It is true that in spite of low achievement, law enforcement will continue to be an important concern for the police. Order maintenance will continue to be pursued vigorously. However, the highest demands being on service tasks, proper attention to them will probably enable the police to better meet the needs of the consumers. In brief, the roots of American police can be traced to a tripartite tradition.
Embodied in the Bill of Rights is a message that the police must seek an appreciation of the higher values of law. The Peelian model borrowed by American police underscores the concerns for moral and democratic principles. Another trait of Anglo-American police tradition, the service role, signifies the need for helping attitudes and skills for service.
Trends and challenges in humanitarian civil–military coordination
It is through careful nourishment of these roots that the police in America can find their true mission. Should the police in America, as an American institution, practice such ideals? Thomas J. Peters and Robert H. Waterman Jr. The authors add: The excellent companies all seem to have very powerful service themes that pervade the institutions. In fact, one of our most significant conclusions about the excellent companies is that, whether their basic business is metal bending, high technology, or hamburgers, they have all defined themselves as service businesses.
These may be described as ideals that excellent companies aim to achieve. These attributes are as follows: 1. Excellent companies are characterized by chaotic action rather than by orderly inaction. They are willing to try things out, to experiment. Further, such companies really are close to their customers.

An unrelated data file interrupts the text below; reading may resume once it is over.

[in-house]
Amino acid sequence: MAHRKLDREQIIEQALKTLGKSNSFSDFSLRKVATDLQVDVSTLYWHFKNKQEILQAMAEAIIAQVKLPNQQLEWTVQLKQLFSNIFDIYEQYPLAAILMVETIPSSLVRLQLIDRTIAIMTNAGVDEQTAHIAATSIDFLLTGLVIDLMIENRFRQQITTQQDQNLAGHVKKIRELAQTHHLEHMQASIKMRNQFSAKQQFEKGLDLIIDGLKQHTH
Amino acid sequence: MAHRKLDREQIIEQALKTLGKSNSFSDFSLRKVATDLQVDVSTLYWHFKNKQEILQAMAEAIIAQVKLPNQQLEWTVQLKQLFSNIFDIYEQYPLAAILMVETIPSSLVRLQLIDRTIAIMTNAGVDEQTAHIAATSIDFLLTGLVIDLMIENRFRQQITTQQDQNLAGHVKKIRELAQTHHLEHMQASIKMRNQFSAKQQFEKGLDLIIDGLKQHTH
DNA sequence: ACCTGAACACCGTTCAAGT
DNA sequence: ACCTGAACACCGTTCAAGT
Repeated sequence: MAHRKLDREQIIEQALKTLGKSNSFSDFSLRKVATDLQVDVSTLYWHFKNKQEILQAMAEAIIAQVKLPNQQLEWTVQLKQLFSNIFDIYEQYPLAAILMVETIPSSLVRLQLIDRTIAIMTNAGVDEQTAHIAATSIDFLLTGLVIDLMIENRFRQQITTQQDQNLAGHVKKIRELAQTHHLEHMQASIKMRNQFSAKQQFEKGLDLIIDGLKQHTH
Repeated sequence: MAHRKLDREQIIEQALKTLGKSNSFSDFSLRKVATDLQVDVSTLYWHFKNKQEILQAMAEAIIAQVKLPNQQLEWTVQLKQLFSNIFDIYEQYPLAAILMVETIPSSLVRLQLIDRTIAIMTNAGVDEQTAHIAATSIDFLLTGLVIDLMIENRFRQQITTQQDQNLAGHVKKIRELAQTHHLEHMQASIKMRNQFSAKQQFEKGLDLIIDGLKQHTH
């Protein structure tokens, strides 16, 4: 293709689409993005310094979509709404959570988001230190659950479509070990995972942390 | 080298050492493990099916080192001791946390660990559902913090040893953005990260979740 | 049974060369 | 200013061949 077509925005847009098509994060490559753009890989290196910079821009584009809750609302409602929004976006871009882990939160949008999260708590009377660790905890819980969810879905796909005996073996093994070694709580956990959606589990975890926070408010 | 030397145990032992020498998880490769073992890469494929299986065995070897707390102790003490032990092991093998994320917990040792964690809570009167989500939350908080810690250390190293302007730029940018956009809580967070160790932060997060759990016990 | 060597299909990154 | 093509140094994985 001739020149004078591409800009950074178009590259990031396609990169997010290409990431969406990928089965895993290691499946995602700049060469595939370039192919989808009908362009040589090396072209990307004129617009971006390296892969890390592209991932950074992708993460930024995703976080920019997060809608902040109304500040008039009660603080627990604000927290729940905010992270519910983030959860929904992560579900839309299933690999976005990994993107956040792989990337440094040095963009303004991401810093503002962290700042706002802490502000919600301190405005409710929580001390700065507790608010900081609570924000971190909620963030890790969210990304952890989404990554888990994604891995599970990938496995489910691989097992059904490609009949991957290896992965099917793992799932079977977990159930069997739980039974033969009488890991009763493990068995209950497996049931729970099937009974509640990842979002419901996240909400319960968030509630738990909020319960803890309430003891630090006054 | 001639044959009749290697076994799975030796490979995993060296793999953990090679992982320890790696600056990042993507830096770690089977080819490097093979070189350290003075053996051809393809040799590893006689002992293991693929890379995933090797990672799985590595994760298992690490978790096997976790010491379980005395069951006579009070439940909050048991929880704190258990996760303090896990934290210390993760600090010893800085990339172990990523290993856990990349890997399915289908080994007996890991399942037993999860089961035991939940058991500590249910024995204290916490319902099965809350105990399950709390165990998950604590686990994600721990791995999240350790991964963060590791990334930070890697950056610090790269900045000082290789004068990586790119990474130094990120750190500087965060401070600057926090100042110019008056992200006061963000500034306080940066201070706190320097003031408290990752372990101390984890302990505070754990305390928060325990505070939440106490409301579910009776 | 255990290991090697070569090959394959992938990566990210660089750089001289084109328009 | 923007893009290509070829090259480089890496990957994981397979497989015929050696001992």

Peters and Waterman observe that encouragement of the entrepreneurial spirit among their people is an important mark of excellent companies. They state: There is hardly a more pervasive theme in the excellent companies than respect for the individual. That basic belief and assumption were omnipresent. These companies give people control over their destinies; they make meaning for people. We are talking about tough-minded respect for the individual and the willingness to train him, to set reasonable and clear expectations for him, and to grant him practical autonomy to step out and contribute directly to his job.
They suggest that excellent companies are marked by the personality of a leader who lays down a set of values. In explaining the attribute, Peters and Waterman maintain that excellent organizations seem to acquire businesses they know how to run, because they never leave their base. They experiment with new products but if it results in a failure, they terminate the experiment quickly. Excellent companies are also noted for simple form and lean staff. This attribute helps them to remain flexible and to respond effectively to fast-changing conditions in the business environment.
According to the authors, the structure of the s will respond to the three prime needs revealed here: a need for efficiency around the basics; a need for regular innovation; and a need to avoid calcification by ensuing at least modest responsiveness to major threats. Although these companies are rigidly controlled, their workers are allowed autonomy, entrepreneurship, and innovation. Peters and Waterman argue that the eight basics of management excellence work because they have a sound theoretical basis.
Excellent companies are founded on a model that does not denigrate the Ideals of Excellent Companies 21 importance of values. Such companies create a broad, uplifting, shared culture, a coherent framework; thus they inspire extraordinary contributions from very large numbers of people. Ordinarily, management practice does not take into consideration that man is quite strikingly irrational, that human beings have a very high sense of ego, and that they need to have both autonomy and guidance. But the excellent companies take these foibles and limitations into account.